January 22, 2016
Pro Tip: Use Ignored Paths to Slim Down Your Workspaces
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One of the nice things about working with Perforce Helix streams is that the system handles creating and updating workspace views for you. A lot of the power of Helix comes from the flexibility of workspace views, but manipulating them is a bit of a dark art. A popular reason to learn this dark art is to exclude large files you don’t need; why sync a multi-gigabyte file you’ll never look at? Thankfully Ignored paths and virtual streams can help us get that level of control without learning the intricacies of workspace views.
If you haven’t worked with virtual streams before you’re missing out; they make it very easy for a team to have predefined workspaces for different purposes. All syncs and submits use the parent stream’s files, but you can reduce the set of files that are synced. You can also swap in alternate imported libraries just like you can from a normal child stream. On some projects I’ve worked on, we’ve had separate virtual streams for each platform we support so that developers grab only the tools and libraries they need for the platform they are working on.
Here at Perforce we believe in versioning everything, including the virtual machine images that we use for testing. When you need them it’s extremely handy, but when I’m doing doc work I don’t need all 16GB of the latest images. Let’s build a virtual stream to pare down my workspace.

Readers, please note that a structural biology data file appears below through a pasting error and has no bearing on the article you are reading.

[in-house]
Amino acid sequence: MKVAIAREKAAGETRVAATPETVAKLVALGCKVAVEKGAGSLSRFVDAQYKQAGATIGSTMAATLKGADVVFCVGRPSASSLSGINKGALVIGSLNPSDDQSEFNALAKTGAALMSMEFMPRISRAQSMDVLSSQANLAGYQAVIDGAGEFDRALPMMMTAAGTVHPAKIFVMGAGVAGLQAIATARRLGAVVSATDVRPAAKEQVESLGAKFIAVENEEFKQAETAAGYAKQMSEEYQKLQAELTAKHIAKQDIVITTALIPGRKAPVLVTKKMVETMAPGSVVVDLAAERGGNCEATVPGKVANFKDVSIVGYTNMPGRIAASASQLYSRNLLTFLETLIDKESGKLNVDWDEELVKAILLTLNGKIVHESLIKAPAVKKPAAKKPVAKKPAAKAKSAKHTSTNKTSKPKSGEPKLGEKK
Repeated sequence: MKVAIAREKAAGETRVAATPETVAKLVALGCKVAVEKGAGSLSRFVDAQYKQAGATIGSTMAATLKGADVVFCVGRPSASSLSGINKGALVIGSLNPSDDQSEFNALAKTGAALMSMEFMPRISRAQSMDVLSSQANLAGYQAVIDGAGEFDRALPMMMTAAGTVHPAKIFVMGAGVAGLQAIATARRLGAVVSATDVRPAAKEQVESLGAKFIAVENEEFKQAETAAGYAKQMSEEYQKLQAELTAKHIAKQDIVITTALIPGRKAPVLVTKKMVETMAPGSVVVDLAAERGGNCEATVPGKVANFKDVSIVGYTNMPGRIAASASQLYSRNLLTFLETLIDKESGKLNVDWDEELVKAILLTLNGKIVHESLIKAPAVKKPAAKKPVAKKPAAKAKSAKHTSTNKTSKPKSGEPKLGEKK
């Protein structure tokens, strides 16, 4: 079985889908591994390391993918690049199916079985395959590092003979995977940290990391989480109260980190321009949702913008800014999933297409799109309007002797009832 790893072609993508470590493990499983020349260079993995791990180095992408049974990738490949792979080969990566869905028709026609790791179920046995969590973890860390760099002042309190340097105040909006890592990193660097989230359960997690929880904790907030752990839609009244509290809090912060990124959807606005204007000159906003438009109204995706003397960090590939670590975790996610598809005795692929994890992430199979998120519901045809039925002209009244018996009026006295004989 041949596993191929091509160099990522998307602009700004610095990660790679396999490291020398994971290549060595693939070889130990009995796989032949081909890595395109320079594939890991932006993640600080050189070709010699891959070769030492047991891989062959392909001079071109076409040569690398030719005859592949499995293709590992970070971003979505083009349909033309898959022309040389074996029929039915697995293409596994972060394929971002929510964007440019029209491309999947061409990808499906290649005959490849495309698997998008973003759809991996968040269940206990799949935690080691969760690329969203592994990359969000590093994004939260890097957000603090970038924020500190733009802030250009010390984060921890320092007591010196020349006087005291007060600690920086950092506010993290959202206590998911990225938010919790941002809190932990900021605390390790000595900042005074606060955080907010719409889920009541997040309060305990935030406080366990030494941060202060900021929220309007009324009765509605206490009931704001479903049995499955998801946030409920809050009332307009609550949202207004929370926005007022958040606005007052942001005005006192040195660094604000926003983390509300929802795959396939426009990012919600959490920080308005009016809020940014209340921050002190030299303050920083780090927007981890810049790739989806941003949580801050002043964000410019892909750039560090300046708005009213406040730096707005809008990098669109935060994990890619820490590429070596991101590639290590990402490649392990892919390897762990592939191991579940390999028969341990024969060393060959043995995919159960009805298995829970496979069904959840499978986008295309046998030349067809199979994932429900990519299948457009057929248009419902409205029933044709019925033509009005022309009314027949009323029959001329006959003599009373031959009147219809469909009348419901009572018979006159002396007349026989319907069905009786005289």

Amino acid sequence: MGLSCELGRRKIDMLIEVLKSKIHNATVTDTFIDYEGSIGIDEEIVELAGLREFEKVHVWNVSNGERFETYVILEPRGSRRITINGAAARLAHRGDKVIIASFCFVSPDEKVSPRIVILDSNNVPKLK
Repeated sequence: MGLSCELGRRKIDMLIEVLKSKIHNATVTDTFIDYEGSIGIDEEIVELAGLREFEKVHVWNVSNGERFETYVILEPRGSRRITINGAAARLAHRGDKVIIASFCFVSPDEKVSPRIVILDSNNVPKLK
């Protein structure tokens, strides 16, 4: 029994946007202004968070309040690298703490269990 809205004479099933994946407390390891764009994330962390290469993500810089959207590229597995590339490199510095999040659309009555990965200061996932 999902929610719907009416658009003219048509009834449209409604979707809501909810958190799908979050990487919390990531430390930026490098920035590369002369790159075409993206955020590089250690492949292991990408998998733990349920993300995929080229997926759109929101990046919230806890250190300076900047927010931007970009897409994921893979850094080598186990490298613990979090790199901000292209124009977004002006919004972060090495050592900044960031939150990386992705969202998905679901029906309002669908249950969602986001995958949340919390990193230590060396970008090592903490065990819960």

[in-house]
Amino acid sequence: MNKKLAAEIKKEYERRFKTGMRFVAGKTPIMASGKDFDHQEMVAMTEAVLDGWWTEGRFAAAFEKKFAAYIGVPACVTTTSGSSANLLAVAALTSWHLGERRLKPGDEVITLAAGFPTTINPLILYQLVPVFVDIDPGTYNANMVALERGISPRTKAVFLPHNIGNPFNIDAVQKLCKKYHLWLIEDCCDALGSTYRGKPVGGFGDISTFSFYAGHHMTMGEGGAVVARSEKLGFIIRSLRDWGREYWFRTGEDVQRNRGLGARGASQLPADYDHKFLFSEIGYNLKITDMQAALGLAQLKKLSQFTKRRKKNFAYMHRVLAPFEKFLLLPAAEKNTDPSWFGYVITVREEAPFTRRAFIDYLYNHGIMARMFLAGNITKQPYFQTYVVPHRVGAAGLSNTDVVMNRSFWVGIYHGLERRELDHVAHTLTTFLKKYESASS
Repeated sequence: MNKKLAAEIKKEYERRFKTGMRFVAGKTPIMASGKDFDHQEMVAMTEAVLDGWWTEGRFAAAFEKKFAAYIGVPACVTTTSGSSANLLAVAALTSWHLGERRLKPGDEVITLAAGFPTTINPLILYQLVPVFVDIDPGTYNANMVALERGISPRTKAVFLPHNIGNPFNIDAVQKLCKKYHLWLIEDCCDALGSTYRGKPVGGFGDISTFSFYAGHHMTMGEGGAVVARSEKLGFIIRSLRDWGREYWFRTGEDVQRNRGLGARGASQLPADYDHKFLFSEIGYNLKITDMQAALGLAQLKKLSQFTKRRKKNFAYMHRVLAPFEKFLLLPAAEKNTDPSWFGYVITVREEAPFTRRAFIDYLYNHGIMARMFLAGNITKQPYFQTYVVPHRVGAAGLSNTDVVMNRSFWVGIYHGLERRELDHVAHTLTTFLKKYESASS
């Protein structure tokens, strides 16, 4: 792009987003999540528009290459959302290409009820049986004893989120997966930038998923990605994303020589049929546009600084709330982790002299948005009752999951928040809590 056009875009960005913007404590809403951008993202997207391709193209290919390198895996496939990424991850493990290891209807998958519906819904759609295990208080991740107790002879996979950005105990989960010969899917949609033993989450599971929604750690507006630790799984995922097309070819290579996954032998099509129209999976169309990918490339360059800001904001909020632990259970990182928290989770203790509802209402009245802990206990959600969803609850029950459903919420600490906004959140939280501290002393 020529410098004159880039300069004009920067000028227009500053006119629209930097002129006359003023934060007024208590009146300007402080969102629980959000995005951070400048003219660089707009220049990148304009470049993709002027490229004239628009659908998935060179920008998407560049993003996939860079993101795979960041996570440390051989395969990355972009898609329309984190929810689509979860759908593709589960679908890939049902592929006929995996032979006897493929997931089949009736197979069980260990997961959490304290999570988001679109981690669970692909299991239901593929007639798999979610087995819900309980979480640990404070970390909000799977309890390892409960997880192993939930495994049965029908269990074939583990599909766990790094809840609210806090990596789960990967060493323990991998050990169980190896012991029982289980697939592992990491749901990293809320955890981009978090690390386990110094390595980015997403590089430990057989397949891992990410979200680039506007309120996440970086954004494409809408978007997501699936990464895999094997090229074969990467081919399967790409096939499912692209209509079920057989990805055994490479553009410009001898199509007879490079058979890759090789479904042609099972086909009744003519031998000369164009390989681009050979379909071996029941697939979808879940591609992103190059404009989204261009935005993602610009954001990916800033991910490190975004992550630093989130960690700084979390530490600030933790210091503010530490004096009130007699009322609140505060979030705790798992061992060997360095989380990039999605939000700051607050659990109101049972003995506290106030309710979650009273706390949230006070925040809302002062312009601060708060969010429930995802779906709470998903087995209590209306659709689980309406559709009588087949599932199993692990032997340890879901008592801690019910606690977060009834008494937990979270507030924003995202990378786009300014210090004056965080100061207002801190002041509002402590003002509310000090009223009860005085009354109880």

First off I’ll create my child stream:
$ p4 stream -t virtual -P //qt/p4v/main //qt/p4v/doc_work
-t tells Helix I am making a virtual stream. -P tells Helix what that parent will be. The stream’s name in this case is doc_work.
Running the command above will open up a form to edit my new stream. To this form I will add an Ignored section and the file extensions I want to block:
After saving the form, I can run p4 switch doc_work and I’m ready to rock! The VM images are excluded, and everything else I need is there. I don’t have to worry about which paths the VM files live in because I’m excluding them by extension.
This will only work for you if you want to block a filetype across an entire stream, but generally that is the case. If the files you don’t want live in a specific part of the tree you can use an exclude line in the stream paths to remove them.
Streams were designed to make life easier, but there is a lot of functionality packed in there. If you’re having issues with streams or have questions about how to use them more efficiently reach out to me on Twitter @p4mataway or hit up Tech Support via email at firstname.lastname@example.org